Weizmann Logo
Electronic Colloquium on Computational Complexity

Under the auspices of the Computational Complexity Foundation (CCF)

Login | Register | Classic Style



TR14-166 | 8th December 2014 06:56

Weighted Polynomial Approximations: Limits for Learning and Pseudorandomness


Authors: Mark Bun, Thomas Steinke
Publication: 8th December 2014 12:18
Downloads: 1841


Polynomial approximations to boolean functions have led to many positive results in computer science. In particular, polynomial approximations to the sign function underly algorithms for agnostically learning halfspaces, as well as pseudorandom generators for halfspaces. In this work, we investigate the limits of these techniques by proving inapproximability results for the sign function.

Firstly, the “polynomial regression” algorithm of Kalai et al. (SIAM J. Comput. 2008) shows that halfspaces can be learned with respect to log-concave distributions on $\mathbb{R}^n$ in the challenging agnostic learning model. The power of this algorithm relies on the fact that under log-concave distributions, halfspaces can be approximated arbitrarily
well by low-degree polynomials. We ask whether this technique can be extended beyond log-concave distributions, and establish a negative result. We show that polynomials of any degree cannot approximate the sign function to within arbitrarily low error for a large class of non-log-concave distributions on the real line, including those with densities proportional to $\exp(-|x|^{0.99})$.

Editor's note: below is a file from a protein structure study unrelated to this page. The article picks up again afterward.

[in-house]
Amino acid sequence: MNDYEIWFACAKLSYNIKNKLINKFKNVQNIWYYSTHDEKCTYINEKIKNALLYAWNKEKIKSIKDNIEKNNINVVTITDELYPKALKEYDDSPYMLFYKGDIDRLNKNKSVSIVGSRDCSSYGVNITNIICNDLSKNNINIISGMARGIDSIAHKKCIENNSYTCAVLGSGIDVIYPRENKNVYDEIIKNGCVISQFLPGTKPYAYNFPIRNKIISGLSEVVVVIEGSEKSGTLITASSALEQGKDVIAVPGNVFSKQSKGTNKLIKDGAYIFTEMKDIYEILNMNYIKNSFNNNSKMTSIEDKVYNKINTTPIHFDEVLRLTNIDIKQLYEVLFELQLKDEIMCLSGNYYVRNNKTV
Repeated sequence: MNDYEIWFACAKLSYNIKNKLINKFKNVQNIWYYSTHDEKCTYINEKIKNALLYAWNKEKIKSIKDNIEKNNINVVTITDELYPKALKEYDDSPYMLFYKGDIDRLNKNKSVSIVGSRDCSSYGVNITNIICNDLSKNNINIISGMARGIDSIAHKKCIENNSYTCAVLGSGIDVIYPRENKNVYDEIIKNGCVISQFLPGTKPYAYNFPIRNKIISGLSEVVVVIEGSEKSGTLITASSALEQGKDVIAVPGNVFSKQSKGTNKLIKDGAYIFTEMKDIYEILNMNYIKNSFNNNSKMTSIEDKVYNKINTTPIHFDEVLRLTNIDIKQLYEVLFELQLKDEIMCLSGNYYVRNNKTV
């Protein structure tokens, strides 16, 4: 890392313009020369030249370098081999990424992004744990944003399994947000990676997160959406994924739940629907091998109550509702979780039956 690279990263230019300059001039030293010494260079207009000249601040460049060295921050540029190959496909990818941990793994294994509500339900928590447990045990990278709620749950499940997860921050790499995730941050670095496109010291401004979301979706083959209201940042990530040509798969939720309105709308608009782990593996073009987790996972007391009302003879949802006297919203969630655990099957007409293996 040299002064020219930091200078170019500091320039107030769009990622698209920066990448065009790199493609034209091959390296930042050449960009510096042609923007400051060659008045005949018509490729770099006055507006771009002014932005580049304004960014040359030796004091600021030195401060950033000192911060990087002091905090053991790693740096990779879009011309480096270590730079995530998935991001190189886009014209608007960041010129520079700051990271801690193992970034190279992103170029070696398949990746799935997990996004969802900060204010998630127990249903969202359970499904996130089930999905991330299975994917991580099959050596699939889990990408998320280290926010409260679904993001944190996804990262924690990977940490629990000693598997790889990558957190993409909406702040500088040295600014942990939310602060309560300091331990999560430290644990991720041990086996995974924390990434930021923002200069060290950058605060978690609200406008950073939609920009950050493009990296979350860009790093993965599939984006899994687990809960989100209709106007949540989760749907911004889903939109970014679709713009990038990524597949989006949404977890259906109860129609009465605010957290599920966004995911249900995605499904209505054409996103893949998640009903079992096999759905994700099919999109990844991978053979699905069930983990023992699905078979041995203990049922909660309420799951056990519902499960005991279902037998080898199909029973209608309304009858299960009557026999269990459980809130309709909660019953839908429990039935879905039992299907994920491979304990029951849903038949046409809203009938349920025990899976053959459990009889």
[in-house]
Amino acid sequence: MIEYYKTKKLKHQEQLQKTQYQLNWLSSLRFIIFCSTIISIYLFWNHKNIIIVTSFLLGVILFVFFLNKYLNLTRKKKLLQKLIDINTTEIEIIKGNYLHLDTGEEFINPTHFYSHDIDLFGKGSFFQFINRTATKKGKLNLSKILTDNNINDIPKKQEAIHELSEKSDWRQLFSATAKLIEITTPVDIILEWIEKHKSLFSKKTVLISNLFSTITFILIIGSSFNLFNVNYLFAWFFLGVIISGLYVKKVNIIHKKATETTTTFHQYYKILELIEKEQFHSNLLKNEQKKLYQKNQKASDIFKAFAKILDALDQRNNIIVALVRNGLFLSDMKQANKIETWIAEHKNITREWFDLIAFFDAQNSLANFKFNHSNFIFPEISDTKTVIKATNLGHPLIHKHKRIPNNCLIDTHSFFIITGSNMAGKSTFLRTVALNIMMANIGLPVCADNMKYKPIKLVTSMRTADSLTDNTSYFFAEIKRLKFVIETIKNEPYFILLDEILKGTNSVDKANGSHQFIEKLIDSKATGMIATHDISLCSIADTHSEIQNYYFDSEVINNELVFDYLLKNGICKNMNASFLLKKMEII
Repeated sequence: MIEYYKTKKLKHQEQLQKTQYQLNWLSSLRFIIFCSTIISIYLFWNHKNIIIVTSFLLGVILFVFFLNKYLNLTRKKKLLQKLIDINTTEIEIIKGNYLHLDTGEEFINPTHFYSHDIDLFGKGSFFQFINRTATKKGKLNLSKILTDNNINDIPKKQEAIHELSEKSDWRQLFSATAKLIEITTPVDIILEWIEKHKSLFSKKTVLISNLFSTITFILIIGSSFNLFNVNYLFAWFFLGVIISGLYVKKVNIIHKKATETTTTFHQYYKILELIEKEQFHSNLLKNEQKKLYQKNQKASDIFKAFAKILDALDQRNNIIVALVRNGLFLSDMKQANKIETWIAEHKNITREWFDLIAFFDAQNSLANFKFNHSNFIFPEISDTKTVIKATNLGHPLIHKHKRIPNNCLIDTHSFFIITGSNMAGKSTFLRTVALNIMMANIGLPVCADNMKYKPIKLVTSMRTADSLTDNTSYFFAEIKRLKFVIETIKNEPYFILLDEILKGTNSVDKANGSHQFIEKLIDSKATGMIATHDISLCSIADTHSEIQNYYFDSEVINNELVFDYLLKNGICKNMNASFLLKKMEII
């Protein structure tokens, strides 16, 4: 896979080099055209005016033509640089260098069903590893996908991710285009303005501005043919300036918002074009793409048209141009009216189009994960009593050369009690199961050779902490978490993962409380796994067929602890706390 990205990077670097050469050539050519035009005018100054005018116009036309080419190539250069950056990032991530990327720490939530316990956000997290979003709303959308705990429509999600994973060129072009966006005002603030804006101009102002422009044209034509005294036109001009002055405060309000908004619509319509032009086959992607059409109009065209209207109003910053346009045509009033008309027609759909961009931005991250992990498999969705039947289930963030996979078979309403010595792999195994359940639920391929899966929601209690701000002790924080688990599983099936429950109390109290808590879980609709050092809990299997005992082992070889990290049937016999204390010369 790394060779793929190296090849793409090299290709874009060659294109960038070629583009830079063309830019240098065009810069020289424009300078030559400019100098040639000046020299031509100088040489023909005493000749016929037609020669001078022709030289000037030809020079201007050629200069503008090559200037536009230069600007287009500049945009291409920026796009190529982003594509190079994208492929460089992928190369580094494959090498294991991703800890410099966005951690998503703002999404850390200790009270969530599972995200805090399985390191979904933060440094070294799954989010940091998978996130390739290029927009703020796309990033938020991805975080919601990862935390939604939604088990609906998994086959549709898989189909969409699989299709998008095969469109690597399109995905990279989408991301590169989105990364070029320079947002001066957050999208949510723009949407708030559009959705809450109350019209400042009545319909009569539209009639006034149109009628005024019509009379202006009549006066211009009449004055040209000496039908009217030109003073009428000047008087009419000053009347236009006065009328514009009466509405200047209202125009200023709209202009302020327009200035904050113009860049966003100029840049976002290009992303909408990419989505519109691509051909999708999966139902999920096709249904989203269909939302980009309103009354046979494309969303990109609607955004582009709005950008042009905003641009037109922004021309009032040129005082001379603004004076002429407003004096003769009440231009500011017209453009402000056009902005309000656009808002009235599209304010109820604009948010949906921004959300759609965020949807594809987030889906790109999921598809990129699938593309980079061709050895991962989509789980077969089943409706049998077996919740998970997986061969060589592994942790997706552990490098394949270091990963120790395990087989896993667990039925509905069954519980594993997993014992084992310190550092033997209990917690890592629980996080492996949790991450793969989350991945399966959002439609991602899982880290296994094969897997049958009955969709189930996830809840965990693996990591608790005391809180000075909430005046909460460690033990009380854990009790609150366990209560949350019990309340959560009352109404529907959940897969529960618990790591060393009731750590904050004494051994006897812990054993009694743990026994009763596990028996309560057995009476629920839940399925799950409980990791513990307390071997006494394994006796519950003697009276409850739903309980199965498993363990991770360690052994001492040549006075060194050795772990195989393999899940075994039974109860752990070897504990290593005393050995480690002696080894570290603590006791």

Secondly, we investigate the derandomization of Chernoff-type concentration inequalities. Chernoff-type tail bounds on sums of independent random variables have pervasive applications in theoretical computer science. Schmidt et al. (SIAM J. Discrete Math. 1995) showed that these inequalities can be established for sums of random variables with only $O(\log(1/\delta))$-wise independence, for a tail probability of $\delta$. We show that their results are tight up to constant factors.

These results rely on techniques from weighted approximation theory, which studies how well functions on the real line can be approximated by polynomials under various distributions. We believe that these techniques will have further applications in other areas of computer science.

ISSN 1433-8092 | Imprint